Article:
If the left half of the heart is weakened, this blood accumulates in the lungs, causing shortness of breath and fits of coughing. If the right half of the heart is weakened, the congestion in the systemic circulation causes water retention (edema) in the legs and other body parts. This causes a sharp increase in body weight. Often, both halves of the heart are affected.
Congestive heart failure emergency (decompensation)
Symptoms such as shortness of breath and edema typically develop slowly over the course of several days to weeks. Occasionally, there may be a sudden shortness of breath.
When the compensatory mechanisms are no longer effective (for example, due to ventricular fibrillation or a hypertensive crisis), breathing becomes increasingly difficult and sounds wet and raspy. This is often accompanied by a strong feeling of pressure or tightness in the chest (thoracic) area. In these situations, an ambulance should be called immediately. Until the ambulance arrives, the patient should relax and, if possible, sit upright while waiting. The emergency physician can assess the situation faster if the most critical documents (e.g., CRT ID, medication list, copies of medical reports) are immediately available.
Disturbance in electrical stimulus conduction (left bundle branch block)
Changes to the heart muscle may also have a negative effect on electrical stimulus conduction in the heart. Dying cardiac muscle cells and increasing connective tissue formation impede the conduction of electrical pulses. Electrocardiogram (ECG) examinations may show a broadened curve complex and an altered curve shape that is diagnosed by the doctor as left bundle branch block.
There is delay between conduction in the two ventricles and within the left ventricle itself. The uneven contraction of the left ventricle further lowers pumping output.
Around one-third of all cardiac failure patients also suffer from sometimes life-threatening cardiac rhythm disturbances. They have a six-to-nine-fold greater risk of dying of sudden cardiac death. The altered heart muscle causes occasional misfires in the ventricles that do not follow the normal excitation sequence and can trigger a chain reaction ending in ventricular fibrillation. The heart’s pumping function comes to a halt, so the brain and organs no longer receive oxygen. The patient loses consciousness and is at risk of dying if the ventricular fibrillation cannot be stopped within the next few minutes.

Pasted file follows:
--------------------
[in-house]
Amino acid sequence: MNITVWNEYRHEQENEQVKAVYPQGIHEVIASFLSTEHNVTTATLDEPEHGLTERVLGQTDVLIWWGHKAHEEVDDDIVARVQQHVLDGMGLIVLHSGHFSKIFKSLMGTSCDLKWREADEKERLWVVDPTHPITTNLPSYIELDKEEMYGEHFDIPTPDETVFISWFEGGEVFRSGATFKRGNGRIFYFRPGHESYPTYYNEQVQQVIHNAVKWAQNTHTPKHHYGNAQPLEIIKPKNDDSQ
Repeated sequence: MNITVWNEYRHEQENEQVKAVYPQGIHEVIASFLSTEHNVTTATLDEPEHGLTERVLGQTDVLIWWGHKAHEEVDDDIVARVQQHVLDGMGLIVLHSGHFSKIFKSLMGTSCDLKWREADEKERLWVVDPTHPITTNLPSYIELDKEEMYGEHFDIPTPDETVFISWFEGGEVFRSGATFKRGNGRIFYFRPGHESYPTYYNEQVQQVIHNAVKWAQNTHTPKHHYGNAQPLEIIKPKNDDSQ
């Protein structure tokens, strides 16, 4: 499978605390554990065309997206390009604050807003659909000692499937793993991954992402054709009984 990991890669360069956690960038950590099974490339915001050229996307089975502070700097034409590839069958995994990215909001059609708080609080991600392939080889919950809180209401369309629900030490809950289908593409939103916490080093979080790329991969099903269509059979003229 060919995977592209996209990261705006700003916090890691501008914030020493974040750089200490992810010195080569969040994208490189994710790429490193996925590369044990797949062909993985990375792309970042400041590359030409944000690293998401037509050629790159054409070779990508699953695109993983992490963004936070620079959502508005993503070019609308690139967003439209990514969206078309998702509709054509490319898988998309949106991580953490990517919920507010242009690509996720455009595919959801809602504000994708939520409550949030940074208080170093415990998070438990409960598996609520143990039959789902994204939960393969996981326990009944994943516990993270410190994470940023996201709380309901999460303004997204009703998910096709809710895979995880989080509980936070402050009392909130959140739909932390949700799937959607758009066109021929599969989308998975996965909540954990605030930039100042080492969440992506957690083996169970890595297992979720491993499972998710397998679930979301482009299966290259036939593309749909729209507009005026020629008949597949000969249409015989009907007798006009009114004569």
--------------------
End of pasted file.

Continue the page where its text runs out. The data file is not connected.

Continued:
Stages of cardiac failure
Cardiac failure can be assessed according to its development over time. It is acute cardiac failure if symptoms arise suddenly, intensely and within a short time. In contrast, chronic cardiac failure develops slowly over many months or years.
Cardiac failure can be categorized into different stages as classified by the New York Heart Association (NYHA):
In class one, the patient does not feel affected, but the heart is already weakened. This aspect is important when taking medication. If you feel relatively well although your physician has diagnosed cardiac failure, it is important that you take your medications regularly and consistently so that you can counteract disease progression at an early stage.
ICD electroshocks terminate tachycardias
A heart failure implantable cardioverter-defibrillator (ICD) offers yet another level of treatment—it delivers electroshocks to terminate tachycardias (heart rhythms that are so fast that the blood no longer circulates sufficiently).
Causes for tachycardia include narrowing of the coronary arteries, myocardial infarctions or other cardiac diseases that occur frequently in concert with congestive heart failure.